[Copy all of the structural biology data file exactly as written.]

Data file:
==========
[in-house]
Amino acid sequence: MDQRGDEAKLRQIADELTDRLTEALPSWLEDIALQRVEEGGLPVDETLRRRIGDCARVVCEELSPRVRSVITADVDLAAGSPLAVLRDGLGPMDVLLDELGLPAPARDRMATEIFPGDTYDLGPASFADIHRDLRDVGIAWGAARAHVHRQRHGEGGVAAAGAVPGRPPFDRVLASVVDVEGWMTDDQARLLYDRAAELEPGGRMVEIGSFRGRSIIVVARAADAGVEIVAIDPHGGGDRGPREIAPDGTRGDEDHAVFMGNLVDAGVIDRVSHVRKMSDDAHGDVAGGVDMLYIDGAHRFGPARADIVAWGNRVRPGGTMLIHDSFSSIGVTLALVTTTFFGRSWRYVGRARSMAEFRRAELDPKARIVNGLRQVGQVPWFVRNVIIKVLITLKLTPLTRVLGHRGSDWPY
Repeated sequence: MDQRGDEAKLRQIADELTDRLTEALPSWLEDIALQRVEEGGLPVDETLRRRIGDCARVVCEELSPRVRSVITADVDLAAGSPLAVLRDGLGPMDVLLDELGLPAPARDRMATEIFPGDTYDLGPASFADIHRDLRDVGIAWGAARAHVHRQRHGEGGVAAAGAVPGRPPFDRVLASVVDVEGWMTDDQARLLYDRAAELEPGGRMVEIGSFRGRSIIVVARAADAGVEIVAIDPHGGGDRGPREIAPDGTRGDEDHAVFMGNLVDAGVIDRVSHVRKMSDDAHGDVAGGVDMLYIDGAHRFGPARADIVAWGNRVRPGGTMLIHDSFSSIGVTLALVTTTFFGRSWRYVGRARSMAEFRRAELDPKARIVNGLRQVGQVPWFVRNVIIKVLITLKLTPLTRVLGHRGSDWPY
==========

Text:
[in-house]
Amino acid sequence: MDQRGDEAKLRQIADELTDRLTEALPSWLEDIALQRVEEGGLPVDETLRRRIGDCARVVCEELSPRVRSVITADVDLAAGSPLAVLRDGLGPMDVLLDELGLPAPARDRMATEIFPGDTYDLGPASFADIHRDLRDVGIAWGAARAHVHRQRHGEGGVAAAGAVPGRPPFDRVLASVVDVEGWMTDDQARLLYDRAAELEPGGRMVEIGSFRGRSIIVVARAADAGVEIVAIDPHGGGDRGPREIAPDGTRGDEDHAVFMGNLVDAGVIDRVSHVRKMSDDAHGDVAGGVDMLYIDGAHRFGPARADIVAWGNRVRPGGTMLIHDSFSSIGVTLALVTTTFFGRSWRYVGRARSMAEFRRAELDPKARIVNGLRQVGQVPWFVRNVIIKVLITLKLTPLTRVLGHRGSDWPY
Repeated sequence: MDQRGDEAKLRQIADELTDRLTEALPSWLEDIALQRVEEGGLPVDETLRRRIGDCARVVCEELSPRVRSVITADVDLAAGSPLAVLRDGLGPMDVLLDELGLPAPARDRMATEIFPGDTYDLGPASFADIHRDLRDVGIAWGAARAHVHRQRHGEGGVAAAGAVPGRPPFDRVLASVVDVEGWMTDDQARLLYDRAAELEPGGRMVEIGSFRGRSIIVVARAADAGVEIVAIDPHGGGDRGPREIAPDGTRGDEDHAVFMGNLVDAGVIDRVSHVRKMSDDAHGDVAGGVDMLYIDGAHRFGPARADIVAWGNRVRPGGTMLIHDSFSSIGVTLALVTTTFFGRSWRYVGRARSMAEFRRAELDPKARIVNGLRQVGQVPWFVRNVIIKVLITLKLTPLTRVLGHRGSDWPY